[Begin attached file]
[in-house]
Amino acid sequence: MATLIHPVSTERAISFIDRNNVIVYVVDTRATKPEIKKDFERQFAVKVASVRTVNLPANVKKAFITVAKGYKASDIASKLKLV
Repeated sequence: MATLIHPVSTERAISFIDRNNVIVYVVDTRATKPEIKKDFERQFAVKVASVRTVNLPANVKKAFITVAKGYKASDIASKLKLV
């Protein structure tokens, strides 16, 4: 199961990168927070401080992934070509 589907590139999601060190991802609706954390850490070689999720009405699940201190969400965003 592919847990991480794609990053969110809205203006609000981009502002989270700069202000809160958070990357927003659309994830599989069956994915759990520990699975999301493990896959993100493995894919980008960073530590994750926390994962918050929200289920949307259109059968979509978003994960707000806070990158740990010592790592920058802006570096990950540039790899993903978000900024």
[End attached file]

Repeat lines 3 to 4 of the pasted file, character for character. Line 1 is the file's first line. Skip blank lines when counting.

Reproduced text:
Repeated sequence: MATLIHPVSTERAISFIDRNNVIVYVVDTRATKPEIKKDFERQFAVKVASVRTVNLPANVKKAFITVAKGYKASDIASKLKLV
């Protein structure tokens, strides 16, 4: 199961990168927070401080992934070509 589907590139999601060190991802609706954390850490070689999720009405699940201190969400965003 592919847990991480794609990053969110809205203006609000981009502002989270700069202000809160958070990357927003659309994830599989069956994915759990520990699975999301493990896959993100493995894919980008960073530590994750926390994962918050929200289920949307259109059968979509978003994960707000806070990158740990010592790592920058802006570096990950540039790899993903978000900024």